My Favorite Book Characters in Native and Foreign Literature
Some people read for education, some read for boredom and I read for pleasure. What is the point of reading something if you are not interested in it? Many of my classmates gave up reading because in the childhood they were made to read all the classic literature and made a conclusion that all the books are like those from our school program: extremely dull and too obsolete for modern generation. But even the strongest attempts of teachers couldn’t prevent me from reading as I started to read before school, when I was four, and learned to choose materials for reading properly. At first they were fairy-tales of different countries, and then I become keen on myths and legends (later that helped me in studying Ancient History), later I switched to encyclopedias (only those that were artistically illustrated) and while growing up I’ve tasted poetry(though I’m not a big fan of it), novels, sci-fi, detective stories and fantasy. But still I can’t call myself a voracious reader. The reason is I am so fastidious, that there is no chance for something to be read if I haven’t caught something designing at the first two pages.
I prefer to read foreign writers (many thanks to our school program), but some of our Russian modern writers can successfully compete with them.
As every creative person, who enjoys reading, I adore some extraordinary book characters, but that doesn’t mean my personality becomes influenced too much by them, as the times of childish fanaticism had gone away. I’ll start with Terry Pratchett's "Discworld". It’s a comedic fantasy book series set on a flat world balanced on the backs of four elephants which, in turn, stand on the back of a giant turtle. The books frequently parody, or at least take inspiration from, J. R. R. Tolkien, Robert E. Howard, H. P. Lovecraft and William Shakespeare, as well as mythology, folklore and fairy tales, often using them for satirical parallels with current cultural, political and scientific issues. The main characters can be changed, but one person is immortally constant. His name is Death, he is a black-robed skeleton carrying a scythe. He does not appear to be Death in the universal sense; his jurisdiction appears to be only the Discworld itself. Death is not invisible. Most people's brains refuse to acknowledge him for who he is, unless he insists. Under normal circumstances, only witches, wizards, children and cats can see him, or allow themselves to see him. Due to his eternal nature, Death can ignore such things as walls or magic spells; he exists through all time, and therefore things lasting merely centuries are not as real as he is. Death is efficient but not cruel, and sees his job as a necessary public service. His task is not to kill, but to collect. He harvests the old, worn-out souls of the dead. Death is intrigued by humans and their cultures, and attempts to imitate their lives by adopting a daughter and building a house. But without the emotions and biological needs that motivate humans, he is unable truly to understand why humans do the things that they do and his imitative actions often have fundamental flaws. Death is fascinated by humanity. His interest is coupled with bafflement: it's a favorite point of Pratchett's that the habits and beliefs that are grown into instead of being rationally acquired are an essential part of being human. This fascination with humanity extends to the point of sympathy towards them, and he often sides with humans against greater threats.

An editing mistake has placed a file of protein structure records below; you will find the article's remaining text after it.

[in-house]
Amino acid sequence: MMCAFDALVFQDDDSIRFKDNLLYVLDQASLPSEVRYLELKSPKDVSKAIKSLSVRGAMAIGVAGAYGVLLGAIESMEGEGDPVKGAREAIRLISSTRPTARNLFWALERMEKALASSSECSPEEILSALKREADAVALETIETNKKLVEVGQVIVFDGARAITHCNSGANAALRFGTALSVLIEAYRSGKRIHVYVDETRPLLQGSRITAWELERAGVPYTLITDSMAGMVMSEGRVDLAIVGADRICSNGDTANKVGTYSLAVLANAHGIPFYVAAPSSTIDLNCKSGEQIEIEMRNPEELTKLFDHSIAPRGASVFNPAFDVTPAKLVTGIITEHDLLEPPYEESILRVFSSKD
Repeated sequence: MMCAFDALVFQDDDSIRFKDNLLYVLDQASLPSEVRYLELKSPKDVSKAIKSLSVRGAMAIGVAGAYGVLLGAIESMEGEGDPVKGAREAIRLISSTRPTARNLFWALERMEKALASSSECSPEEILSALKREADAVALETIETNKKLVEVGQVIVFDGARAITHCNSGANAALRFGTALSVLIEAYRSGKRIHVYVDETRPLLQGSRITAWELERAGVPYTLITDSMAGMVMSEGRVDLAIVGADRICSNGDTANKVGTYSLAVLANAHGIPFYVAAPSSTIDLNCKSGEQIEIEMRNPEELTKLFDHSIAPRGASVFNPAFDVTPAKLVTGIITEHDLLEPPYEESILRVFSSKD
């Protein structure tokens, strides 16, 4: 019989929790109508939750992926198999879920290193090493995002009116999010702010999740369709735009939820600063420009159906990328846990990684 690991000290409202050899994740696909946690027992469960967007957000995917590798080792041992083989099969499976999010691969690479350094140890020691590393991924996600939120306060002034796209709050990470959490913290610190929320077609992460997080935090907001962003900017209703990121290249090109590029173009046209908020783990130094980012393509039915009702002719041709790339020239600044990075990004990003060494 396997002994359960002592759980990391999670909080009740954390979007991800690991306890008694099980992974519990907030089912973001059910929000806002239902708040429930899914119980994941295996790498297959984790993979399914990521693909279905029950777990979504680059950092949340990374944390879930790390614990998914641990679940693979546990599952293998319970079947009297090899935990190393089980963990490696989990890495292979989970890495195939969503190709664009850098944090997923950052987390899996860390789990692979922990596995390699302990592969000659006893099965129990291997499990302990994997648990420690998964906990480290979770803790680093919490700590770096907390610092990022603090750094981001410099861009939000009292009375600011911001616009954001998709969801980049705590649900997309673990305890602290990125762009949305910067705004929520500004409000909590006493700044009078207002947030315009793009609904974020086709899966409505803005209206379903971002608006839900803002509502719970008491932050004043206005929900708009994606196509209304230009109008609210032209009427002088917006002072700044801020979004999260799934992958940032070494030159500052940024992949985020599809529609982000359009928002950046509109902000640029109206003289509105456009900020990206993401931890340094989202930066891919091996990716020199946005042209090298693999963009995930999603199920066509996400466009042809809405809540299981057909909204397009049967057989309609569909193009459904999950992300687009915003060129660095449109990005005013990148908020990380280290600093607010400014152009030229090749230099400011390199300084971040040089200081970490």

The next work of literature, I admire with is a novel "Crime and Punishment" by F.M. Dostoevsky. Perhaps, this is the only book from the school program that I had read from the beginning up to end. I consider this book is still popular and speaks of hot problems through ages. Sonya Marmeladova is my favorite character, though she is a prostitute, she is full of Christian virtue and is only driven into the profession by her family's poverty. She’s modest, intelligent, keeps her feminity and remains of her innocence though too many problems fall on her fragile shoulders. She becomes the first person to whom Raskolnikov confesses his crime, and she supports him even though she was friends with one of the victims. For most of the novel, Sonya serves as the spiritual guide for Raskolnikov. And in my opinion she is the only positive character here.